We continue with the special Academy Awards, this time 'Once Upon a Time in ... Hollywood'.
Oscar statuette and frame from the movie 'Once upon a time in ... Hollywood'. / Photo: Pxhere / Composition: LatinAmerican Post
LatinAmerican Post | Juliana Rodríguez Pabón
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Leer en español: Especial Premios de la Academia: Once Upon A Time in... Hollywood
We continue with the countdown to the awards on February 9. On this occasion, we will review one of the most anticipated films of 2019 and the latest production of the acclaimed Quentin Tarantino: Once Upon A Time in ... Hollywood. The film has ten Oscar nominations: Best Actor (Leonardo DiCaprio), Best Supporting Actor (Bard Pitt), Best Film, Best Director (Quentin Tarantino), Best Original Screenplay (Quentin Tarantino), Best Cinematography (Robert Richardson), Best sound (Mark Ulano and Michael Minckler), Best costume design (Arianne Phillips), Best production design (Barbara Ling and Nancy Haigh) and Best sound editing (Wylie Stateman).
Once Upon A Time in ... Tarantino's mind
Quentin Tarantino's latest feature tells the story of a Western actor (Leonardo DiCaprio) in the Hollywood of the seventies and his friend, who is also his double (Brad Pitt). Parallel to this, we see two other stories: that of actress Sharon Tate (Margot Robbie), wife of director Roman Polanski, who is pregnant, has just released a movie and has a crush on all of Hollywood; and that of the Charlie Manson sect, which is scattered around Hollywood and is based in a hippie community that has settled on an old set of westerns outside Los Angeles. During the film, these three stories subtly intersect in what is also a tribute to the cinema and Hollywood 70s in a nostalgic and cheerful scenery that revives this golden age.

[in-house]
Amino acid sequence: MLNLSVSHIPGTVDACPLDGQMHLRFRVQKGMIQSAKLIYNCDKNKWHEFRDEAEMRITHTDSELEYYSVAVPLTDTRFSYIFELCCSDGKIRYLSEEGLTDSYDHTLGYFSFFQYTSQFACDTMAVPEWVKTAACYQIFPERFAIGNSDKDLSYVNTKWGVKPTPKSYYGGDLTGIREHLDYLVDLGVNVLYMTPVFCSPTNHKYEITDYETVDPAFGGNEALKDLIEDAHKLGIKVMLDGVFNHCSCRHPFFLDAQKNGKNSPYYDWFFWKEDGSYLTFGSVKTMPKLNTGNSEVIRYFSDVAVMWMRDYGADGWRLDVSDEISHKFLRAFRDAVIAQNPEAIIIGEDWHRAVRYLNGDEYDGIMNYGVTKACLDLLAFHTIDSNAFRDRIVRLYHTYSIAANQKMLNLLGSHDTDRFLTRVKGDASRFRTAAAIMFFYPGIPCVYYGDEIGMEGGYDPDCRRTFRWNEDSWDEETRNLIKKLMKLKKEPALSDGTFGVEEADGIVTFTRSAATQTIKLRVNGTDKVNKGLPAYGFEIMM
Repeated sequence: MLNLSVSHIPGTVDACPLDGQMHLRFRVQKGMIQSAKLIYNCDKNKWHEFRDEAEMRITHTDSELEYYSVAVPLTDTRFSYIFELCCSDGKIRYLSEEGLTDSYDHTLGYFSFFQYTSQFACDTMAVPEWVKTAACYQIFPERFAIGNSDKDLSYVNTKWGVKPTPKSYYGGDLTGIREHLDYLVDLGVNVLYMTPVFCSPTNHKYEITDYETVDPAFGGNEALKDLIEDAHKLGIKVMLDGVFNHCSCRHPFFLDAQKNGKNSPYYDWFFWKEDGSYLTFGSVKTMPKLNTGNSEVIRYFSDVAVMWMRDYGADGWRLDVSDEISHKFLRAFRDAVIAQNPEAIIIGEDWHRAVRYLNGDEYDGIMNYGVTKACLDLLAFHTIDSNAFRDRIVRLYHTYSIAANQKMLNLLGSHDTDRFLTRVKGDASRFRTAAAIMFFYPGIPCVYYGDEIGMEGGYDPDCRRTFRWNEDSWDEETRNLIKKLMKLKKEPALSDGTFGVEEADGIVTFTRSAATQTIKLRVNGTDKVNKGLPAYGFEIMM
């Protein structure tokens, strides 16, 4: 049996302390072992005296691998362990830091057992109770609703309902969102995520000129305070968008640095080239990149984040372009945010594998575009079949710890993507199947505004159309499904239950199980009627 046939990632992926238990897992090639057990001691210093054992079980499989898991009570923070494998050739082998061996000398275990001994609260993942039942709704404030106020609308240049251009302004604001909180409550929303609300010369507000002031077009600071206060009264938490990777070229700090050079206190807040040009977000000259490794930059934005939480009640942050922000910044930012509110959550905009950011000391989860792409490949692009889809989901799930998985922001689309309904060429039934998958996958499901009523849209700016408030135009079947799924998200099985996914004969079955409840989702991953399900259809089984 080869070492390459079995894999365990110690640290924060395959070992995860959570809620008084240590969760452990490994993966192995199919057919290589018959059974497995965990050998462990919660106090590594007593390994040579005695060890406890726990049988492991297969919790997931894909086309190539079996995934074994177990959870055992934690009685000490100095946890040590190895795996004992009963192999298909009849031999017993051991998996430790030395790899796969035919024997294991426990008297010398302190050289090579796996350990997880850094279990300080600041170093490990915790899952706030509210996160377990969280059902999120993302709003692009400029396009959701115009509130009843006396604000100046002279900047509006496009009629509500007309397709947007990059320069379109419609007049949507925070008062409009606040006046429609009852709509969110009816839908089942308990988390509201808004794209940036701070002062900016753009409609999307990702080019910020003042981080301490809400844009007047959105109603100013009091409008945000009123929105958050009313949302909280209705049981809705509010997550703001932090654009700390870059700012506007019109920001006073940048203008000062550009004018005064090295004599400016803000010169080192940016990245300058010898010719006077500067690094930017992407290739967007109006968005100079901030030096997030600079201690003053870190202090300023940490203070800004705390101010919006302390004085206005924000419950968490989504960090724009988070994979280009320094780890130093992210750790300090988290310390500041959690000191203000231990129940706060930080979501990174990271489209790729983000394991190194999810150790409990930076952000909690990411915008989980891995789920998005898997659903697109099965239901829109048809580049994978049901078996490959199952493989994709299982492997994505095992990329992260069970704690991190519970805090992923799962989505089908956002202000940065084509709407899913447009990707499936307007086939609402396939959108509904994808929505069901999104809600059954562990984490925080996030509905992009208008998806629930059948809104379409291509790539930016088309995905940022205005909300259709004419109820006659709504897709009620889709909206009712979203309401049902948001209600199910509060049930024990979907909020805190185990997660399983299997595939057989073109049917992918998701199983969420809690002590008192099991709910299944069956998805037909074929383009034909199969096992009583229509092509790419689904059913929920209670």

The film, however, climaxes in the last forty minutes, in which the three stories end up crossing and all the characters finally all coincide on the same stage. As is customary and formula and signature of Tarantino, the end of this film has been imagined by him in a kind of tribute to Sharon Tate, in which the story takes a different course from the one he had in reality. In the middle of the bloody scenes (which unlike many of his other films, only happen here towards the end in the last scenes), the end imagined by Tarantino is a joyful ending that, as he has already done in others like Inglorious Basterds and Django Unchained, changes the course of the story and gives, although in fiction and on the screen, a different ending and revenge to the victims of their stories.
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The tribute tribute
Although with a tender and cheerful ending, Once Upon a Time in ... Hollywood can become exhausting for the viewer. Although it is visually interesting and very entertaining, the film lasts three and a half hours, of which not everything contributes to the main plot or the premise of the film. When trying to pay tribute to absolutely everything, Tarantino overloads his audience with scenes and long sequences in which he concentrates on different aspects of Hollywood that he admires so much and for which he feels nostalgic: recording studios, westerns, doubles, the child actors, Sharon Tate, etc. The director was very close to dedicating a scene to each specific element that he wanted to honor, and although the result is entertaining to watch, he does not say much more besides evoking Hollywood from another time.